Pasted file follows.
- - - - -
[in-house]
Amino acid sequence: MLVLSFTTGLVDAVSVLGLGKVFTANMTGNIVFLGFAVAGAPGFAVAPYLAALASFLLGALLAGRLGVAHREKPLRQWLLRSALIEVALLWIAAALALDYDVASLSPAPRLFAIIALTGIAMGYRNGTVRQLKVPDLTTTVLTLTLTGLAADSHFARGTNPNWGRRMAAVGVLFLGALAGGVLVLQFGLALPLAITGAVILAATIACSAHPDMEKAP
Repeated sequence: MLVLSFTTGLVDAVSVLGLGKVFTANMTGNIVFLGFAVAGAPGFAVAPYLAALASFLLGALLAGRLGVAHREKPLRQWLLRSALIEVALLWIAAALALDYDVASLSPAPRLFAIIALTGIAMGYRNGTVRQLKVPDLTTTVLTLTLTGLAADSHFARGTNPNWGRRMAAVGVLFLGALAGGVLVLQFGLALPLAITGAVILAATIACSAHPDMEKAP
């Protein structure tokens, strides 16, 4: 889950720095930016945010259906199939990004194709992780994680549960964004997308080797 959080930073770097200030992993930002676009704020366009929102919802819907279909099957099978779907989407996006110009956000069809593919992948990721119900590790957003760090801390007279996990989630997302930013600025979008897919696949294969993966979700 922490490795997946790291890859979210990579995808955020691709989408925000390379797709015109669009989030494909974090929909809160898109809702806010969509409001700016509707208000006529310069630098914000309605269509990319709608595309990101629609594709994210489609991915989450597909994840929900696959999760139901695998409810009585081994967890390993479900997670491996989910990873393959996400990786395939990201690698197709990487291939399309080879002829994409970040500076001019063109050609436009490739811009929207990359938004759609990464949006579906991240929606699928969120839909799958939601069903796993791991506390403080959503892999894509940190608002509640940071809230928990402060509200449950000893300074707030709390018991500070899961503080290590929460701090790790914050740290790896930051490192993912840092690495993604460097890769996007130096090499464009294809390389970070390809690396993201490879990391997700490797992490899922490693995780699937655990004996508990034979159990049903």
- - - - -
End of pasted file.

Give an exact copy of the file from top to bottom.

[in-house]
Amino acid sequence: MLVLSFTTGLVDAVSVLGLGKVFTANMTGNIVFLGFAVAGAPGFAVAPYLAALASFLLGALLAGRLGVAHREKPLRQWLLRSALIEVALLWIAAALALDYDVASLSPAPRLFAIIALTGIAMGYRNGTVRQLKVPDLTTTVLTLTLTGLAADSHFARGTNPNWGRRMAAVGVLFLGALAGGVLVLQFGLALPLAITGAVILAATIACSAHPDMEKAP
Repeated sequence: MLVLSFTTGLVDAVSVLGLGKVFTANMTGNIVFLGFAVAGAPGFAVAPYLAALASFLLGALLAGRLGVAHREKPLRQWLLRSALIEVALLWIAAALALDYDVASLSPAPRLFAIIALTGIAMGYRNGTVRQLKVPDLTTTVLTLTLTGLAADSHFARGTNPNWGRRMAAVGVLFLGALAGGVLVLQFGLALPLAITGAVILAATIACSAHPDMEKAP
């Protein structure tokens, strides 16, 4: 889950720095930016945010259906199939990004194709992780994680549960964004997308080797 959080930073770097200030992993930002676009704020366009929102919802819907279909099957099978779907989407996006110009956000069809593919992948990721119900590790957003760090801390007279996990989630997302930013600025979008897919696949294969993966979700 922490490795997946790291890859979210990579995808955020691709989408925000390379797709015109669009989030494909974090929909809160898109809702806010969509409001700016509707208000006529310069630098914000309605269509990319709608595309990101629609594709994210489609991915989450597909994840929900696959999760139901695998409810009585081994967890390993479900997670491996989910990873393959996400990786395939990201690698197709990487291939399309080879002829994409970040500076001019063109050609436009490739811009929207990359938004759609990464949006579906991240929606699928969120839909799958939601069903796993791991506390403080959503892999894509940190608002509640940071809230928990402060509200449950000893300074707030709390018991500070899961503080290590929460701090790790914050740290790896930051490192993912840092690495993604460097890769996007130096090499464009294809390389970070390809690396993201490879990391997700490797992490899922490693995780699937655990004996508990034979159990049903």